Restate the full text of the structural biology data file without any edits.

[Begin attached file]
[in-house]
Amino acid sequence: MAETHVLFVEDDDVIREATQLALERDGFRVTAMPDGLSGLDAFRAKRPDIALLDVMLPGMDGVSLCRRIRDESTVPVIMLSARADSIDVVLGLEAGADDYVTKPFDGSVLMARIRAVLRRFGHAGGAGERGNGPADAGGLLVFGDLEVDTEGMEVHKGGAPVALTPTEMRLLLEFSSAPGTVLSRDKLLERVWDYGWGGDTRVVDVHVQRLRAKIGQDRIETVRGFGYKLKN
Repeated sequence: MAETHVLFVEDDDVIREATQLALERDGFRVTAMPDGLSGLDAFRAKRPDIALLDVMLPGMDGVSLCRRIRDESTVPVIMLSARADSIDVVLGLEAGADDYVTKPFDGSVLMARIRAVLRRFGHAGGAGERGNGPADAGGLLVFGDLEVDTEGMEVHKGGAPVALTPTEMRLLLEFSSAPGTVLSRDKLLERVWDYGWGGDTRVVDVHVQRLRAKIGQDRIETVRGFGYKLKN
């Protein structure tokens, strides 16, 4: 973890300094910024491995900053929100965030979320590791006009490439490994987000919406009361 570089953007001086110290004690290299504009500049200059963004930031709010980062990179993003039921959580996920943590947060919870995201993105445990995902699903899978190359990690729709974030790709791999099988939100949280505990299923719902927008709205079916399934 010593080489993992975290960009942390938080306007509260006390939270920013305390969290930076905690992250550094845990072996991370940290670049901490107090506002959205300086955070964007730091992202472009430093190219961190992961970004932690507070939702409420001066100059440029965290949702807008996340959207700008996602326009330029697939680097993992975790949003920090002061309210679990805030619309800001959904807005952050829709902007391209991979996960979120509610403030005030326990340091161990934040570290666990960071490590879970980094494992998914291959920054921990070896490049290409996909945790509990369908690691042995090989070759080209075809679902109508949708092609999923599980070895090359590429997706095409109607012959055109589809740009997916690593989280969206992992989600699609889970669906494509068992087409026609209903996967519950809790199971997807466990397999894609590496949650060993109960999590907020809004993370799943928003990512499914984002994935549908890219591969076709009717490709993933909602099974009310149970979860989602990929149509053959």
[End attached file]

[in-house]
Amino acid sequence: MAETHVLFVEDDDVIREATQLALERDGFRVTAMPDGLSGLDAFRAKRPDIALLDVMLPGMDGVSLCRRIRDESTVPVIMLSARADSIDVVLGLEAGADDYVTKPFDGSVLMARIRAVLRRFGHAGGAGERGNGPADAGGLLVFGDLEVDTEGMEVHKGGAPVALTPTEMRLLLEFSSAPGTVLSRDKLLERVWDYGWGGDTRVVDVHVQRLRAKIGQDRIETVRGFGYKLKN
Repeated sequence: MAETHVLFVEDDDVIREATQLALERDGFRVTAMPDGLSGLDAFRAKRPDIALLDVMLPGMDGVSLCRRIRDESTVPVIMLSARADSIDVVLGLEAGADDYVTKPFDGSVLMARIRAVLRRFGHAGGAGERGNGPADAGGLLVFGDLEVDTEGMEVHKGGAPVALTPTEMRLLLEFSSAPGTVLSRDKLLERVWDYGWGGDTRVVDVHVQRLRAKIGQDRIETVRGFGYKLKN
């Protein structure tokens, strides 16, 4: 973890300094910024491995900053929100965030979320590791006009490439490994987000919406009361 570089953007001086110290004690290299504009500049200059963004930031709010980062990179993003039921959580996920943590947060919870995201993105445990995902699903899978190359990690729709974030790709791999099988939100949280505990299923719902927008709205079916399934 010593080489993992975290960009942390938080306007509260006390939270920013305390969290930076905690992250550094845990072996991370940290670049901490107090506002959205300086955070964007730091992202472009430093190219961190992961970004932690507070939702409420001066100059440029965290949702807008996340959207700008996602326009330029697939680097993992975790949003920090002061309210679990805030619309800001959904807005952050829709902007391209991979996960979120509610403030005030326990340091161990934040570290666990960071490590879970980094494992998914291959920054921990070896490049290409996909945790509990369908690691042995090989070759080209075809679902109508949708092609999923599980070895090359590429997706095409109607012959055109589809740009997916690593989280969206992992989600699609889970669906494509068992087409026609209903996967519950809790199971997807466990397999894609590496949650060993109960999590907020809004993370799943928003990512499914984002994935549908890219591969076709009717490709993933909602099974009310149970979860989602990929149509053959």